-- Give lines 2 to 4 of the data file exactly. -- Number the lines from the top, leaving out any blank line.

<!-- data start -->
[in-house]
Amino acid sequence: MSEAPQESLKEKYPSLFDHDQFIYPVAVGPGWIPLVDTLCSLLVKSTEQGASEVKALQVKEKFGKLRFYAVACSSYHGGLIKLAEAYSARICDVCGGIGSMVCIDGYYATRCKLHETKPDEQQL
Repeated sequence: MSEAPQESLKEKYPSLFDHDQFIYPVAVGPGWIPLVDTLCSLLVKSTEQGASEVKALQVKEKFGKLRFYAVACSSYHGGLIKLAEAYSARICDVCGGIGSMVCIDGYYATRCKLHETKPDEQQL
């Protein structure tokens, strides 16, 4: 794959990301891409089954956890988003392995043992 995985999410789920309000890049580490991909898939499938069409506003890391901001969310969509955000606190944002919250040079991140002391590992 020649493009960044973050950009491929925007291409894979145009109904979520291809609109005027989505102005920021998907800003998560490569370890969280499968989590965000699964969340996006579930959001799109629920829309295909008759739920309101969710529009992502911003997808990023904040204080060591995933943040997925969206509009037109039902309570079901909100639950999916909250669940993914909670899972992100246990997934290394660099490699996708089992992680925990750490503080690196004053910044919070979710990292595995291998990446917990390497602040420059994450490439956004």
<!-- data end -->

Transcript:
Amino acid sequence: MSEAPQESLKEKYPSLFDHDQFIYPVAVGPGWIPLVDTLCSLLVKSTEQGASEVKALQVKEKFGKLRFYAVACSSYHGGLIKLAEAYSARICDVCGGIGSMVCIDGYYATRCKLHETKPDEQQL
Repeated sequence: MSEAPQESLKEKYPSLFDHDQFIYPVAVGPGWIPLVDTLCSLLVKSTEQGASEVKALQVKEKFGKLRFYAVACSSYHGGLIKLAEAYSARICDVCGGIGSMVCIDGYYATRCKLHETKPDEQQL
């Protein structure tokens, strides 16, 4: 794959990301891409089954956890988003392995043992 995985999410789920309000890049580490991909898939499938069409506003890391901001969310969509955000606190944002919250040079991140002391590992 020649493009960044973050950009491929925007291409894979145009109904979520291809609109005027989505102005920021998907800003998560490569370890969280499968989590965000699964969340996006579930959001799109629920829309295909008759739920309101969710529009992502911003997808990023904040204080060591995933943040997925969206509009037109039902309570079901909100639950999916909250669940993914909670899972992100246990997934290394660099490699996708089992992680925990750490503080690196004053910044919070979710990292595995291998990446917990390497602040420059994450490439956004």